idw – Informationsdienst Wissenschaft

Nachrichten, Termine, Experten

Grafik: idw-Logo
Thema Corona

Imagefilm
Science Video Project
idw-News App:

AppStore



Share on: 
12/18/2020 18:58

Discovery of a new catalytic intermediate in biological water oxidation

Isabel Schiffhorst Presse- und Öffentlichkeitsarbeit
Max-Planck-Institut für Kohlenforschung

    Computational simulations performed by the Pantazis group combined with spectroscopic studies led to the discovery of a new catalytic intermediate in water oxidation.

    One of the greatest ambitions of modern chemistry is to reproduce with synthetic catalysts the remarkable feat of water oxidation performed in nature by photosynthetic organisms. Plants use sunlight to split water into oxygen, protons, and electrons. This is the source of the oxygen that we breathe, while the protons and electrons are used in the enzymatic reactions that incorporate atmospheric carbon dioxide into biomolecules. Despite decades of dedicated research efforts, many details of nature’s process remain shrouded in mystery. Very recently, a significant step towards deciphering the mechanism of water oxidation by plants was made by an international team of researchers led by Dr. Dimitrios Pantazis, group leader at the Max-Planck-Institut für Kohlenforschung.

    Guided by spectroscopic studies and computational simulations performed by the Pantazis group during the past few years, the research team designed a series of experiments that intended to inhibit the binding of water at the active site of the enzyme responsible for water oxidation, Photosystem II. Using methanol as an inhibitor to block a protein channel that delivers water to the catalytic site, it was possible to isolate and study a previously unknown form of the catalyst, the intermediate that is responsible for binding and activating the water molecule for subsequent oxidation. Using electron paramagnetic resonance (EPR) spectroscopy in combination with advanced quantum chemical techniques, this previously unknown intermediate state was shown to contain a manganese ion with a very unusual coordination geometry that has no exact precedence in synthetic chemistry. This manganese ion has only five instead of the normal six ligands and this creates an important free coordination site where water can bind. The discovery of the new catalytic intermediate makes it necessary to reconsider the hypothetical reaction mechanisms discussed so far for water oxidation in plants, but it also has important implications for the design and operational principles of artificial water splitting systems.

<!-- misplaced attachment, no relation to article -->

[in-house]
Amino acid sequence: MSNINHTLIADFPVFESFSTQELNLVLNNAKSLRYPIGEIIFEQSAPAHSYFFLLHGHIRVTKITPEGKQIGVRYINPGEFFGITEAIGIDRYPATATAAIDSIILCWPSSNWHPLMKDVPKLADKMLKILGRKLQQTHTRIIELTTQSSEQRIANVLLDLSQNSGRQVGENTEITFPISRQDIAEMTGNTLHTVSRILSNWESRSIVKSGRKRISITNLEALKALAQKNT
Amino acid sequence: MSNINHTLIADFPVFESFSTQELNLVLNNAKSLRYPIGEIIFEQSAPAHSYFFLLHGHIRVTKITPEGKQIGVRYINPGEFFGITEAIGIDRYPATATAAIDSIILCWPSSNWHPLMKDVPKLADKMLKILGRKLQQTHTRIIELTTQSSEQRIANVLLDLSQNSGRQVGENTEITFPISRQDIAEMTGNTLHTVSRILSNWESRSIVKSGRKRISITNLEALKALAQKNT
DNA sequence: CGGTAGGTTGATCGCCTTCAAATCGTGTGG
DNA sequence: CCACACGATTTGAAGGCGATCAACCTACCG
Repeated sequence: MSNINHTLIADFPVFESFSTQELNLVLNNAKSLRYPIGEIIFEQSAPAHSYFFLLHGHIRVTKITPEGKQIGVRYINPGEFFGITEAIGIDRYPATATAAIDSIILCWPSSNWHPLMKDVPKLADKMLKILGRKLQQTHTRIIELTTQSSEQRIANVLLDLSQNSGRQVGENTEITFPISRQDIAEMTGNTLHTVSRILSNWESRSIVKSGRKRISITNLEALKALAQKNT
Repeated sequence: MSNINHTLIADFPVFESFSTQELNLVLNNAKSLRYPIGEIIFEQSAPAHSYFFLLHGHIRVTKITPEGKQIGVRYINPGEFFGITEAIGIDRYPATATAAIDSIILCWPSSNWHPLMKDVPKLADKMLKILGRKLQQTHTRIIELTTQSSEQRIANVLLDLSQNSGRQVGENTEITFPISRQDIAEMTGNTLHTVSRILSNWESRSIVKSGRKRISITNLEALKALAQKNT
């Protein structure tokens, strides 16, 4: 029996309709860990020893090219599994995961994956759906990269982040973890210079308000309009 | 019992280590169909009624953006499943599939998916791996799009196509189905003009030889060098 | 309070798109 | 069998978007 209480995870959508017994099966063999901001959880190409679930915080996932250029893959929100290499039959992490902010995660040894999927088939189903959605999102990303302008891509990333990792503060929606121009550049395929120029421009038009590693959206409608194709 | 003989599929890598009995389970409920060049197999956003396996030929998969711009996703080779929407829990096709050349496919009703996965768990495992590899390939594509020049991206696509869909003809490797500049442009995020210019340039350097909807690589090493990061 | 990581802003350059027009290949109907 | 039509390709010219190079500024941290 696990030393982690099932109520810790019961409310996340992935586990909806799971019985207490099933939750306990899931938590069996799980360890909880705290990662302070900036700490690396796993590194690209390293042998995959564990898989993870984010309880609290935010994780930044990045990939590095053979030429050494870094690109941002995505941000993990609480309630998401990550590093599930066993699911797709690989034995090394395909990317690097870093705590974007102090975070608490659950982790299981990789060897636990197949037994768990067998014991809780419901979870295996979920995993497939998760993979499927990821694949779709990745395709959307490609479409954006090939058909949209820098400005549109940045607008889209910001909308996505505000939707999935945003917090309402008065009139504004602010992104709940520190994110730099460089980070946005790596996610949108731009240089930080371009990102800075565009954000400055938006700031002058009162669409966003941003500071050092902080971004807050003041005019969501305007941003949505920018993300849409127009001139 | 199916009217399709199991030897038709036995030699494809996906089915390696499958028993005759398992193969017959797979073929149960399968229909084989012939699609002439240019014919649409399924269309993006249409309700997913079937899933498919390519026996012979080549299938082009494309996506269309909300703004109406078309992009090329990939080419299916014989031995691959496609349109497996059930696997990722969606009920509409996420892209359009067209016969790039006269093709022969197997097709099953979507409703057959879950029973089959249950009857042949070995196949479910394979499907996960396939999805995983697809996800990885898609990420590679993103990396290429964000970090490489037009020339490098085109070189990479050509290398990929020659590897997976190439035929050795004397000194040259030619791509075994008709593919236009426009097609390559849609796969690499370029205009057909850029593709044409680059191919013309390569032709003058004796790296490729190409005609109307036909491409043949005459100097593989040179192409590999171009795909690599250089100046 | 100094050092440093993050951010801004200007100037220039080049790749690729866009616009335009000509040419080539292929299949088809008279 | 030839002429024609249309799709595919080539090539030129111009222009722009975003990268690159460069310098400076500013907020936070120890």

The study is published as a “Hot Paper” in the prestigious journal Angewandte Chemie.


    Contact for scientific information:

    Dr. Dimitrios Pantazis, Group Leader at the Max-Planck-Institut für Kohlenforschung
    Phone: +49 208 306 2156


    Original publication:

    G. Zahariou, N. Ioannidis, Y. Sanakis, D. A. Pantazis. “Arrested Substrate Binding Resolves Catalytic Intermediates in Higher‐Plant Water Oxidation”, Angewandte Chemie International Edition. https://onlinelibrary.wiley.com/doi/10.1002/anie.202012304


    Attachment
    attachment icon Press release new catalytice intermediate in water oxidation

    Criteria of this press release:
    Journalists, Scientists and scholars
    Chemistry, Information technology
    transregional, national
    Research results, Scientific Publications
    English


    EPR spectroscopy and quantum chemistry probe the water oxidation catalyst of biological photosynthesis


    For download

    x

    Help

    Search / advanced search of the idw archives
    Combination of search terms

    You can combine search terms with and, or and/or not, e.g. Philo not logy.

    Brackets

    You can use brackets to separate combinations from each other, e.g. (Philo not logy) or (Psycho and logy).

    Phrases

    Coherent groups of words will be located as complete phrases if you put them into quotation marks, e.g. “Federal Republic of Germany”.

    Selection criteria

    You can also use the advanced search without entering search terms. It will then follow the criteria you have selected (e.g. country or subject area).

    If you have not selected any criteria in a given category, the entire category will be searched (e.g. all subject areas or all countries).